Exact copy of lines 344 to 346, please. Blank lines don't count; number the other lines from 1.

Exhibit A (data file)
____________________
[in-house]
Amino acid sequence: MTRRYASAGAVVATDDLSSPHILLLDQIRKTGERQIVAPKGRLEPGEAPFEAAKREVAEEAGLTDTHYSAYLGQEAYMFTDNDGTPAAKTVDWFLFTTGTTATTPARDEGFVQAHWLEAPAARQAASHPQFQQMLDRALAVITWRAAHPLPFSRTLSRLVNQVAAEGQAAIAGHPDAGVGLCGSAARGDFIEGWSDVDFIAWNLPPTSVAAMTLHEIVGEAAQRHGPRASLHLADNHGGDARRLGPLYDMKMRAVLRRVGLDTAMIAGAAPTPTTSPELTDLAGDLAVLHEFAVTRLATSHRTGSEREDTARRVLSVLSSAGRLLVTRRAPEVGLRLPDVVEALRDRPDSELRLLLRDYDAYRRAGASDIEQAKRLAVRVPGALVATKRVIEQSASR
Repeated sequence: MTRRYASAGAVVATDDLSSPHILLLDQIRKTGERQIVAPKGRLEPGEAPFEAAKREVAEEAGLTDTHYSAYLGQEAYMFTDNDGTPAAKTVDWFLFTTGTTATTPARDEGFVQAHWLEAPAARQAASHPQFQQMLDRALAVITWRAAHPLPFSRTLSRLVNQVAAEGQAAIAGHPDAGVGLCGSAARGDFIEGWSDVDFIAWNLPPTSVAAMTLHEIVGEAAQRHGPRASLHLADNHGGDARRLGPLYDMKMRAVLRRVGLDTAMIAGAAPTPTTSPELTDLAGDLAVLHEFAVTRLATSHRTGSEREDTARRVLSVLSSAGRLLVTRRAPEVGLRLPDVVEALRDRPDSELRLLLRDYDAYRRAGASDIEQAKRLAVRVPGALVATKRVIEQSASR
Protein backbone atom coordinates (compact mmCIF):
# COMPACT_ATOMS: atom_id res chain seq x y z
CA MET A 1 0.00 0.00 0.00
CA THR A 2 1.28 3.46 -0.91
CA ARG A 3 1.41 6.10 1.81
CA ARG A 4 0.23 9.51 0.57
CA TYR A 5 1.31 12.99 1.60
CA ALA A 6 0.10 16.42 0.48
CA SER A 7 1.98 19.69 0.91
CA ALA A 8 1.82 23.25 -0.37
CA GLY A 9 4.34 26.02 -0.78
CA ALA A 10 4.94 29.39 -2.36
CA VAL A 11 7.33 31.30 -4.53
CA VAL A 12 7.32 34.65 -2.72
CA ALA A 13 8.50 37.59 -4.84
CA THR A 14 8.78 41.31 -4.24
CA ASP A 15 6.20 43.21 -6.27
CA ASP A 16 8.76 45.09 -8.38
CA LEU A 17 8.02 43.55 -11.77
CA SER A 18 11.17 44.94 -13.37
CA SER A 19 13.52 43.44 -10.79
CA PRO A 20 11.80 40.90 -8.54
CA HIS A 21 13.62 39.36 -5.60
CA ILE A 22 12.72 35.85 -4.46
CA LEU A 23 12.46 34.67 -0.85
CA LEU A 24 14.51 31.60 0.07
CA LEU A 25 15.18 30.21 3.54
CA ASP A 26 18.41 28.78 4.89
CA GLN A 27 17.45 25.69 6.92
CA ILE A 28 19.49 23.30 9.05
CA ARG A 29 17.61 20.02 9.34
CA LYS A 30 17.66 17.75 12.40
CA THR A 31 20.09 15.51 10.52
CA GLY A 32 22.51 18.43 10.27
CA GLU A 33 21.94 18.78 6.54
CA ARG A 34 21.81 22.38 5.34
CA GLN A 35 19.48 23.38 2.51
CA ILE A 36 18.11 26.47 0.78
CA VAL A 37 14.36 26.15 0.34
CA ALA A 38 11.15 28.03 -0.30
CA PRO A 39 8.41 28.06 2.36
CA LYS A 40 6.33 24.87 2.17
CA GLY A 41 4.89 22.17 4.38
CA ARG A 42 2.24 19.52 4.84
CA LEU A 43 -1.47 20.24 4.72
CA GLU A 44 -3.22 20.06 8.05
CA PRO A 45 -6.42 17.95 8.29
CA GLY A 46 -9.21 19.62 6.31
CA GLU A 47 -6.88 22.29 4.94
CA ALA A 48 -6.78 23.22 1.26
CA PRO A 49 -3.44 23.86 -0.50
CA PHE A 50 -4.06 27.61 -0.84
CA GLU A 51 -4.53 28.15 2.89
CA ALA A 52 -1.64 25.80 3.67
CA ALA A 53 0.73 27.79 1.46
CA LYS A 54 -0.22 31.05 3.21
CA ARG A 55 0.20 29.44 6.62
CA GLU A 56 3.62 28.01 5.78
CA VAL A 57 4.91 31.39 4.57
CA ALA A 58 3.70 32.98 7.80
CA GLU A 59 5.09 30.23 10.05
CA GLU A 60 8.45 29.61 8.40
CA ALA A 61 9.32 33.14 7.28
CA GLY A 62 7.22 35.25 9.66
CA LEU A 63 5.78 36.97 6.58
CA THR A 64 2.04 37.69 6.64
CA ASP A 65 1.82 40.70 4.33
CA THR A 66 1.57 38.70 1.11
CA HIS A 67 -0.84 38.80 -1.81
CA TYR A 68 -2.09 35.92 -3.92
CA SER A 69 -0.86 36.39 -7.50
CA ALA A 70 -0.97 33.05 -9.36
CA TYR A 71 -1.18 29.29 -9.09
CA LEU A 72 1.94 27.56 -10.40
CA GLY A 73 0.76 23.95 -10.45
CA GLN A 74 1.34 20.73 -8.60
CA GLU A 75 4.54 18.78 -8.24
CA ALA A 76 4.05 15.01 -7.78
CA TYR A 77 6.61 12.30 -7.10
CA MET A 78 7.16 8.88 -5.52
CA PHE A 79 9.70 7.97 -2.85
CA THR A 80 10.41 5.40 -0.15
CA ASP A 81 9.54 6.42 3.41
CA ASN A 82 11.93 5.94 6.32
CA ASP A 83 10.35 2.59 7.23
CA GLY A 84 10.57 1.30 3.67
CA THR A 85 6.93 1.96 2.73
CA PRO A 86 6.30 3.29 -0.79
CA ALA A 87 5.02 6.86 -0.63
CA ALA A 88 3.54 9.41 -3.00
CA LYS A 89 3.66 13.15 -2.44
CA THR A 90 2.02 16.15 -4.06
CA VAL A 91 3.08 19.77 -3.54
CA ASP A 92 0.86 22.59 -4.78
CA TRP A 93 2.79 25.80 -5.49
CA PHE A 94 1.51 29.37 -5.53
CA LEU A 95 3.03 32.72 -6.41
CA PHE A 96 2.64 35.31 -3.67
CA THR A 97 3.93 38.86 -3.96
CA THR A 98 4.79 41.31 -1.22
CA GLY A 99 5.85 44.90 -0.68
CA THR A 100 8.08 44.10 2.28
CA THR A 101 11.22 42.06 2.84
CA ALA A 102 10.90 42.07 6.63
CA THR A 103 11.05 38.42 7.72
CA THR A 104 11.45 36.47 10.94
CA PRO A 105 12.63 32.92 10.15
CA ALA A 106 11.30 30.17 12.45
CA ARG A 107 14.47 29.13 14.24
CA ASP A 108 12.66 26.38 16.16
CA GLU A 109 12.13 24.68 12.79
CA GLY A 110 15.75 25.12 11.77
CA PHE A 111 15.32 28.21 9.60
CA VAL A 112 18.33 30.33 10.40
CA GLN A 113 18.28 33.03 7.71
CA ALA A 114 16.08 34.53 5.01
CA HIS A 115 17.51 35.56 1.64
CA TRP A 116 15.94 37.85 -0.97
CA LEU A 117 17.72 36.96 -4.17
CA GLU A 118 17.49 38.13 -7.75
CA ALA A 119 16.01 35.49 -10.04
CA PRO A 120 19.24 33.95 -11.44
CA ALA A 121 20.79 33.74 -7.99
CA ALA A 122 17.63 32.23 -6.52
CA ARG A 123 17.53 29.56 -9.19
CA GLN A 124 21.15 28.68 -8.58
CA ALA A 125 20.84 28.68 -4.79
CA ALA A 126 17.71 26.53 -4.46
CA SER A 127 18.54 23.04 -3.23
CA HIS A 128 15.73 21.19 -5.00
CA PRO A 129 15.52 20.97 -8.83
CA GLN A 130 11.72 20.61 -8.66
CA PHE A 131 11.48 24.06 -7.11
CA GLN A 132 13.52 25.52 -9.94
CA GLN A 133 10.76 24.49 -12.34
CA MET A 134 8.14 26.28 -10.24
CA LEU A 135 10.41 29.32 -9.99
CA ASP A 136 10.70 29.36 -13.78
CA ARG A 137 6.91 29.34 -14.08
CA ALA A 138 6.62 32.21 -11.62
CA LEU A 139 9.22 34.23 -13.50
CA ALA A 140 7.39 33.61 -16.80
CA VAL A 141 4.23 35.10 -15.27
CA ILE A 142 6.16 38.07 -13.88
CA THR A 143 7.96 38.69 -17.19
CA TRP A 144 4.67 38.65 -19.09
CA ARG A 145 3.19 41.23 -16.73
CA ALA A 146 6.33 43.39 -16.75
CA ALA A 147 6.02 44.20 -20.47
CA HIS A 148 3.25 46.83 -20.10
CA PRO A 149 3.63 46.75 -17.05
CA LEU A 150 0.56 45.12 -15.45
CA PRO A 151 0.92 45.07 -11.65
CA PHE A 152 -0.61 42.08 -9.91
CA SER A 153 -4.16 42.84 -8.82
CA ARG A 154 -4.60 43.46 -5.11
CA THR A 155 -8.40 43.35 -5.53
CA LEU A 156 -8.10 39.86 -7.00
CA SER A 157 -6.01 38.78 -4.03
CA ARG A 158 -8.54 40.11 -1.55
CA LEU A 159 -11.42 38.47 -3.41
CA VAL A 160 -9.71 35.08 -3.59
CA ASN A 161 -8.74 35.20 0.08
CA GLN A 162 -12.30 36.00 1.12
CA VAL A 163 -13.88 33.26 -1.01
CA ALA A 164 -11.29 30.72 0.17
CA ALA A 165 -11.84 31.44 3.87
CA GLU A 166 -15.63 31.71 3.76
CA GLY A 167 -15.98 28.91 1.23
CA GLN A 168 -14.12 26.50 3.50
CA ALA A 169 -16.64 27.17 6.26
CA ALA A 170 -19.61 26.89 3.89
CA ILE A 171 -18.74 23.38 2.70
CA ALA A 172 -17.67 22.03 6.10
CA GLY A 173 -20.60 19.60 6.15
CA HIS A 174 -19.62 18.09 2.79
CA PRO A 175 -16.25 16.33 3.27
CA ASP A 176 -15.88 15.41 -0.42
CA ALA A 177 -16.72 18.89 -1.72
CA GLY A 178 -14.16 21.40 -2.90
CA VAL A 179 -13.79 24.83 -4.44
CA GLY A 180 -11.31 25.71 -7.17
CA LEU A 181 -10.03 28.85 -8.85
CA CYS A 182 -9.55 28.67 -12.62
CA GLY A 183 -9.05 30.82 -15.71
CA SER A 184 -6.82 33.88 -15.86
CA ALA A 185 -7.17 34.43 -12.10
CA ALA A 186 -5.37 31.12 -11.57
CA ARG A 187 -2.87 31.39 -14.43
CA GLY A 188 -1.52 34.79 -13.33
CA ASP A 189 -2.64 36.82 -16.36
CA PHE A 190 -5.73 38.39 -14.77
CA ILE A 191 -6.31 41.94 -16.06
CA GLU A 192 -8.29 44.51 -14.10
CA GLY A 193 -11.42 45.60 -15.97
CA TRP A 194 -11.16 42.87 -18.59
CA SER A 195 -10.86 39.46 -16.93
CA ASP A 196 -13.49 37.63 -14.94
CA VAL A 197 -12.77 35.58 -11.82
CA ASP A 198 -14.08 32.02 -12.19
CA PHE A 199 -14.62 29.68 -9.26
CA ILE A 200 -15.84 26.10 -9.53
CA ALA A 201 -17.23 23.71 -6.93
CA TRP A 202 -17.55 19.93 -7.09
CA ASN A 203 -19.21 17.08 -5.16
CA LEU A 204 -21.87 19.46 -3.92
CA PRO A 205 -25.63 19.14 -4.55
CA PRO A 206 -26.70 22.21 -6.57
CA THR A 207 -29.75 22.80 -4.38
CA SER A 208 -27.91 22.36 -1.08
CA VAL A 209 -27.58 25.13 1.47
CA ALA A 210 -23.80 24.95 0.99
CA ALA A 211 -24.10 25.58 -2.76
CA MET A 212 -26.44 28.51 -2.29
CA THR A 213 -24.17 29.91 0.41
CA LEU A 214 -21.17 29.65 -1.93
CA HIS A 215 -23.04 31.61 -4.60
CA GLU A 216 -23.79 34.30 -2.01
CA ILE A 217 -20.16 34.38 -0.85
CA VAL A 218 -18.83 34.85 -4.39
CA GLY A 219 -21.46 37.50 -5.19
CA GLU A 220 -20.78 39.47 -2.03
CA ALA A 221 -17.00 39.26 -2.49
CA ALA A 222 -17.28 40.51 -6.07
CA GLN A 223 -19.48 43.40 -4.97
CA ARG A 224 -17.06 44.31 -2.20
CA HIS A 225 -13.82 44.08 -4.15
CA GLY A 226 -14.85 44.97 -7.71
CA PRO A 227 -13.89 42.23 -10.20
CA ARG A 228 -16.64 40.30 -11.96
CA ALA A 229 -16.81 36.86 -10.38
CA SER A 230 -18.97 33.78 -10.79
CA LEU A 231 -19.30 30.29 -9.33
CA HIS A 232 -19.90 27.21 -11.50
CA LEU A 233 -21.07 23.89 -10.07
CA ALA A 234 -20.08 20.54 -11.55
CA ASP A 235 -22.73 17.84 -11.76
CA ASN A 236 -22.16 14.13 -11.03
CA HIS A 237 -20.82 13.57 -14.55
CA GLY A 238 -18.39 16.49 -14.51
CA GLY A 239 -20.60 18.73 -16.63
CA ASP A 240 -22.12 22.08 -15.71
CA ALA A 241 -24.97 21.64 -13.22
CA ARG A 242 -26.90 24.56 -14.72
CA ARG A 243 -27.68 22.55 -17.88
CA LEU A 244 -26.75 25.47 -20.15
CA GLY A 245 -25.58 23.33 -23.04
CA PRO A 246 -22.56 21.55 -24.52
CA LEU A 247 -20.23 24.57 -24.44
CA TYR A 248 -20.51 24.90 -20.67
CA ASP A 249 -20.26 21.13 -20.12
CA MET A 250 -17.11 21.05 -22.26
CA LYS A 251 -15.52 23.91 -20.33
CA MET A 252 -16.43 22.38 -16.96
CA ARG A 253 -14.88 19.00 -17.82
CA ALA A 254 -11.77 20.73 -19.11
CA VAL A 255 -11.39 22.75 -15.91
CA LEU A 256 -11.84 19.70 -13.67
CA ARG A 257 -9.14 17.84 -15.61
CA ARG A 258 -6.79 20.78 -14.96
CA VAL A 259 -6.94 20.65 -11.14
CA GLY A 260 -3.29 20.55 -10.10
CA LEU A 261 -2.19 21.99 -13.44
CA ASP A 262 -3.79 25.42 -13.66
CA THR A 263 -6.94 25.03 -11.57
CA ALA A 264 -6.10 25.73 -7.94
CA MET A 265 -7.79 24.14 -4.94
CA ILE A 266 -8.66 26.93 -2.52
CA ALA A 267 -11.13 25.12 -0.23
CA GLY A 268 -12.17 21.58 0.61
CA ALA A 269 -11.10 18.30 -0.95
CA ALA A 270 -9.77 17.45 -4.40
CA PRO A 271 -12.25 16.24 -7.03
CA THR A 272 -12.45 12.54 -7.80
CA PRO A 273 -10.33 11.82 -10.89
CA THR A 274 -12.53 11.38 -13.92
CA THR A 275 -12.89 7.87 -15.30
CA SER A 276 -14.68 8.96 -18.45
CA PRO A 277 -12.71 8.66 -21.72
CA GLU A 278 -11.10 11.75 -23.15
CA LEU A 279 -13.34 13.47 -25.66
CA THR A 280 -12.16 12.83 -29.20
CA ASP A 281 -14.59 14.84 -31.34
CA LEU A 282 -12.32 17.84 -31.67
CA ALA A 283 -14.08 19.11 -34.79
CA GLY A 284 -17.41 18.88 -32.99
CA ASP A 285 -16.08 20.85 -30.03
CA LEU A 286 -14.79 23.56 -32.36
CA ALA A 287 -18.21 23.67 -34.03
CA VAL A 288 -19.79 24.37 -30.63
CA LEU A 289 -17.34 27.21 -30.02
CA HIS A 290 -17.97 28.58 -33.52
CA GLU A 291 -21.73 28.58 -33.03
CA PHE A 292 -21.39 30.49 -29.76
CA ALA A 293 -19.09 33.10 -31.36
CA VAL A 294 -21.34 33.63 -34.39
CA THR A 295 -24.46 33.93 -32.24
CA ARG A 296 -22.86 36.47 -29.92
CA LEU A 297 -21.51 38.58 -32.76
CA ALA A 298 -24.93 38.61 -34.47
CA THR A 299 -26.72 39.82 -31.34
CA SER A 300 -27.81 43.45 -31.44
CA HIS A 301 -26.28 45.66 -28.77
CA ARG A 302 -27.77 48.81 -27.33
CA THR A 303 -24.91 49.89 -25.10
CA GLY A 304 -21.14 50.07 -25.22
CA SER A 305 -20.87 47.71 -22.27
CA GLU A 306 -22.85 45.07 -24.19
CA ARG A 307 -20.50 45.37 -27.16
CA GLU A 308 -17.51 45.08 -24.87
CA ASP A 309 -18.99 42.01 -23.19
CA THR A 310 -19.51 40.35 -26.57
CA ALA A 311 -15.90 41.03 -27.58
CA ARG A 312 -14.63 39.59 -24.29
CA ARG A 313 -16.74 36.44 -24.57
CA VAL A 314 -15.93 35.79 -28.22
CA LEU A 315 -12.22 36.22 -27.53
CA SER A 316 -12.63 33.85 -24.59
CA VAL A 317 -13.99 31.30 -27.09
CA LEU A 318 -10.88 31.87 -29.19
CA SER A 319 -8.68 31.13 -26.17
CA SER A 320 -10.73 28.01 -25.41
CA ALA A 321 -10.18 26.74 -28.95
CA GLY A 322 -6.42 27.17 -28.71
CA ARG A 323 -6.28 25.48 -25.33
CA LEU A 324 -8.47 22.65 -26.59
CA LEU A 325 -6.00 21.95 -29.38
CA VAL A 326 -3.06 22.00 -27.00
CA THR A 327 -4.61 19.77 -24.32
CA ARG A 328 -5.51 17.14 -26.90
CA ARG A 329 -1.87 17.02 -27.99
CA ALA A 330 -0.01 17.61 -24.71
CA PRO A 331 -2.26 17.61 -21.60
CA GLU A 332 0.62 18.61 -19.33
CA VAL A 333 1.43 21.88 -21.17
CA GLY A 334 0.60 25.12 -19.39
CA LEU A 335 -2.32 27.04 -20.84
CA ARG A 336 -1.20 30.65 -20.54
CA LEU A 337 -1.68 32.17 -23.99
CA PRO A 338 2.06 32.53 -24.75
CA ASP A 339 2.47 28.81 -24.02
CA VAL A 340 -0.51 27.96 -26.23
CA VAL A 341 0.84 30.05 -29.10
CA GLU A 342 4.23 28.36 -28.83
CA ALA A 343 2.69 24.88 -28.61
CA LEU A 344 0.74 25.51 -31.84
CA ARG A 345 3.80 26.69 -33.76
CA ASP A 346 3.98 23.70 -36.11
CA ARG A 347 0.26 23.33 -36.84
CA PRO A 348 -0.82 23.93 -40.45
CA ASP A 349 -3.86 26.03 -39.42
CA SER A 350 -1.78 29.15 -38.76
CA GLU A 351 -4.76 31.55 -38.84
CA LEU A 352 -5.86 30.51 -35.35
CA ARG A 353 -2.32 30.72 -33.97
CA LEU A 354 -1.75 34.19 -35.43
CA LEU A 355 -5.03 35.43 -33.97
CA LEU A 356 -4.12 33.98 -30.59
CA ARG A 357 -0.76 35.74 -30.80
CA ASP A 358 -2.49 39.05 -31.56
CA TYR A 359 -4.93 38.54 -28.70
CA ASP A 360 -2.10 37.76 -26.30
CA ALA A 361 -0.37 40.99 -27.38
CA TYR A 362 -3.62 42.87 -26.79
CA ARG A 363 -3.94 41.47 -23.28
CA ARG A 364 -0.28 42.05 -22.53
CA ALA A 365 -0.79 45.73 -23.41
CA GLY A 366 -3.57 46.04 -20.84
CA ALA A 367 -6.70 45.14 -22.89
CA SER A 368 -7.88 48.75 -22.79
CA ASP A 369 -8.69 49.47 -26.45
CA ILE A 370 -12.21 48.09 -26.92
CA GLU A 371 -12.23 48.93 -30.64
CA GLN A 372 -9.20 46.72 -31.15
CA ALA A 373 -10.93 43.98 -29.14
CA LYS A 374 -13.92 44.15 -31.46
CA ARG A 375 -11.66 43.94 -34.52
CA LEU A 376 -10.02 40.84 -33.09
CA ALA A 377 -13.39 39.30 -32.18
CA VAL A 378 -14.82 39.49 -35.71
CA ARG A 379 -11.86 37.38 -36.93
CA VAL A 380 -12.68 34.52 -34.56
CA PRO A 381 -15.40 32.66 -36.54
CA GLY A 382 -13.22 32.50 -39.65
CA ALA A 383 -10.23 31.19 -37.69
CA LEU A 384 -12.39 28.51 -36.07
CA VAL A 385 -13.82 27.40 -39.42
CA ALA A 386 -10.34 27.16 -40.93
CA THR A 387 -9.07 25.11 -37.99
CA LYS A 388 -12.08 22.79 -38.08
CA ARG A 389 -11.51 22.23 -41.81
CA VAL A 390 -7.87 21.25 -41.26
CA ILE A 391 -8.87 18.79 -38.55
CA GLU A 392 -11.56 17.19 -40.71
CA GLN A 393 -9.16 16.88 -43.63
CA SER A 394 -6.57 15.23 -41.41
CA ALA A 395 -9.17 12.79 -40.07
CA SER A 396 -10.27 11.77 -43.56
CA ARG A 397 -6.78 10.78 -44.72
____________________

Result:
CA ASP A 339 2.47 28.81 -24.02
CA VAL A 340 -0.51 27.96 -26.23
CA VAL A 341 0.84 30.05 -29.10